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    19 new titles for your TBR pile.

    Katie Yee

    September 15, 2020, 11:57am

    While we here at Lit Hub wholeheartedly believe that every season is the right season to curl up with a good book, there’s just something about the fall! Hot coffee, cozy sweaters, decorative gourds, vanilla candles. It’s a #bookstagram dream. And here, dear reader, we have 20 new titles for you to fall into this week.


    Susanna Clarke, Piranesi

    Susanna Clarke, Piranesi

    “As a work of fiction, it’s spectacular; an irresistibly unspooling mystery set in a world of original strangeness, revealing a set of ideas that will stay lodged in your head long after you’ve finished reading.”
    –The Times


    Vigdis Hjorth, Long Live the Post Horn!

    Vigdis Hjorth, Long Live the Post Horn!

    “The ordinary becomes vibrant and life affirming in Long Live the Post Horn!, an engrossing novel about how even hopeless battles are worth fighting.”
    –Foreword Reviews


    homeland elegies ayad akhtar

    Ayad Akhtar, Homeland Elegies
    (Little, Brown)

    “The many unacknowledged failures of American policy and the coarsening of popular attitudes form the matrix in which Akhtar’s stories grow. He has an unerring sense for the sore spots, the bitter truths that have emerged from this history.”
    –The New York Times Book Review


    Scholastique Mukasonga, tr. Jordan Stump, Igifu

    “Despite the undeniable terror, Mukasonga’s storytelling proves illuminating and resilient.”
    –Shelf Awareness


    dance on saturday_elwin cotman

    Elwin Cotman, Dance on Saturday
    (Small Beer Press)

    “I’ll speak instead of Cotman’s high dialect and lewd lyricism, of how his fashioning of character voices is superbly disciplined, lit from within, while his lyricism is the realm of bawdy jokes and opacity, a kind of literary trolling.”
    –The New York Times Book Review


    awkward black man, walter mosley

    Walter Mosley, The Awkward Black Man
    (Grove Press)

    “Fifty-plus books into his career, Mosley hasn’t run out of inspired plots, and his interest in social issues remains acute.”
    –Shelf Awareness


    Micah Nemerever, These Violent Delights

    Micah Nemerever, These Violent Delights

    “Few novelists make an impression as quickly and effectively as Micah Nemerever does in his stirring debut, an explosively erotic and erudite thriller.”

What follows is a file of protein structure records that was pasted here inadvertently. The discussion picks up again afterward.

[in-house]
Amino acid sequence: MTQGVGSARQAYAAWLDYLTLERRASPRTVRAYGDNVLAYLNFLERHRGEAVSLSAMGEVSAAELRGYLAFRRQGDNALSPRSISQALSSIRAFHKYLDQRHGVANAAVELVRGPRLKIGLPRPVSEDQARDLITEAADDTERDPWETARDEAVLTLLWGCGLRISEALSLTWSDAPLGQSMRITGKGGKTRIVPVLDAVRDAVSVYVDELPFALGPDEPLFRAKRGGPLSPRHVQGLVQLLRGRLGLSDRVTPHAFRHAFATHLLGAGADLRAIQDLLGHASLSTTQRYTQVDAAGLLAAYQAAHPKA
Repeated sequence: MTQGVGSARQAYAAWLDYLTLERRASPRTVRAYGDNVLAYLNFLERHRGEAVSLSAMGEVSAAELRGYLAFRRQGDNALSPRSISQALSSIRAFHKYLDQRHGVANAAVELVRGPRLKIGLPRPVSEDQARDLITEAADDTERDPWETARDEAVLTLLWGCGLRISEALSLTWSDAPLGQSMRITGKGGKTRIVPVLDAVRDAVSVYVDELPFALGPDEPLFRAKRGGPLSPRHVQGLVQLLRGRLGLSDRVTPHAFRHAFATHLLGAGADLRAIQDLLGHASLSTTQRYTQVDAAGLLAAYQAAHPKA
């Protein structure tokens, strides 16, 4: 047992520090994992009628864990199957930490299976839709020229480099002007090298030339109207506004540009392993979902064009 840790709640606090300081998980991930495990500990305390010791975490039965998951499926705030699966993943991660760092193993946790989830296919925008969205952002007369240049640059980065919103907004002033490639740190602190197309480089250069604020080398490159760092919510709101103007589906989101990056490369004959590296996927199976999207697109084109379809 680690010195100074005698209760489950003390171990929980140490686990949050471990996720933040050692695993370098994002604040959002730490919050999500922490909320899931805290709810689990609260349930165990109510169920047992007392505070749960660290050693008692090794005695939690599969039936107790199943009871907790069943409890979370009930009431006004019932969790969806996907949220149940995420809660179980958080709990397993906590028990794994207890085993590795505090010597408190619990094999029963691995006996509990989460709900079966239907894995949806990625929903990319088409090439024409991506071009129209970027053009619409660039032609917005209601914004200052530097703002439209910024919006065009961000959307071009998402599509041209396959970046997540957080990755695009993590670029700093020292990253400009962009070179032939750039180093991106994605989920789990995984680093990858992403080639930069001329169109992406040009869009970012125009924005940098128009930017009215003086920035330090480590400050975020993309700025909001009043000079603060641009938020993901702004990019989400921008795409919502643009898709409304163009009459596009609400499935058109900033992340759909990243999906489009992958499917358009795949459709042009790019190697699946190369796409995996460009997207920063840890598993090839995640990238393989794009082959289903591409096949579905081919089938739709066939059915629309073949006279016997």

high as the waters rise

    Anja Kampmann, tr. Anne Posten, High as the Waters Rise

    “Kampmann captures the visceral uneasiness that arises from second guessing one’s past.”
    –Publishers Weekly


    the caretaker_doon arbus

    Doon Arbus, The Caretaker
    (New Directions)

    “What makes The Caretaker so immensely pleasurable to read is the artistic talent Arbus shares with her mother. They both possess an unusual species of attention.”


    Like a Bird, Fariha Roisin

    Fariha Róisín, Like a Bird
    (Unnamed Press)

    “Róisín is masterly in her visceral representation of Taylia’s despair and rage, her depression and self-loathing, and her inability to be open to even small acts of kindness.”
    –Library Journal


    the glass house_beatrice colin

    Beatrice Colin, The Glass House

    “Colin’s final work is a fine achievement.”
    –Publishers Weekly


    Ken Follett_The Evening and the Morning

    Ken Follett, The Evening and the Morning

    “The secret to writing a successful series is giving the reader more of the same, with variation. It’s a trick Follett has mastered with this series.”
    –The Washington Independent Review of Books


    Bob Woodward, Rage
    (Simon & Schuster)

    “This devastating report will leave a lasting mark.”
    –Publishers Weekly


    Wade Davis, Magdalena: River of Dreams

    “Davis is a powerful, penetrating and immensely knowledgeable writer.”
    –The Guardian


    five days_wes moore

    Wes Moore, Five Days
    (One World)

    “[A] visceral collective portrait of a community beset by poverty and injustice.”


    Alex Ross, Wagnerism: Art and Politics in the Shadow of Music

    Alex Ross, Wagnerism

    “[A] superb chronicle of obsession, intoxication, hyperbolic exultation, appropriation, exploitation, repudiation, transmutation, and perpetual reinvention—an aerial view of a culture’s nervous system as it responds to an unexpected stimulus.”


    caitlin moran_more than a woman

    Caitlin Moran, More Than a Woman

    “Her honesty might make you gasp. It will certainly make you laugh out loud. But it will also make you think.”
    –The Sunday Times


    kenneth catania_great adaptations

    Kenneth Catania, Great Adaptations
    (Princeton University Press)

    “The irresistible enthusiasm of Great Adaptations couldn’t come at a better time.”
    –The Wall Street Journal


    J. W. Ocker_Cursed Objects

    J. W. Ocker, Cursed Objects
    (Quirk Books)

    “This book is so fun that I couldn’t put it down. It reminded me that life is short, death is nigh and a little humor can help us seize the day just as well as a memento mori.”
    –The New York Times


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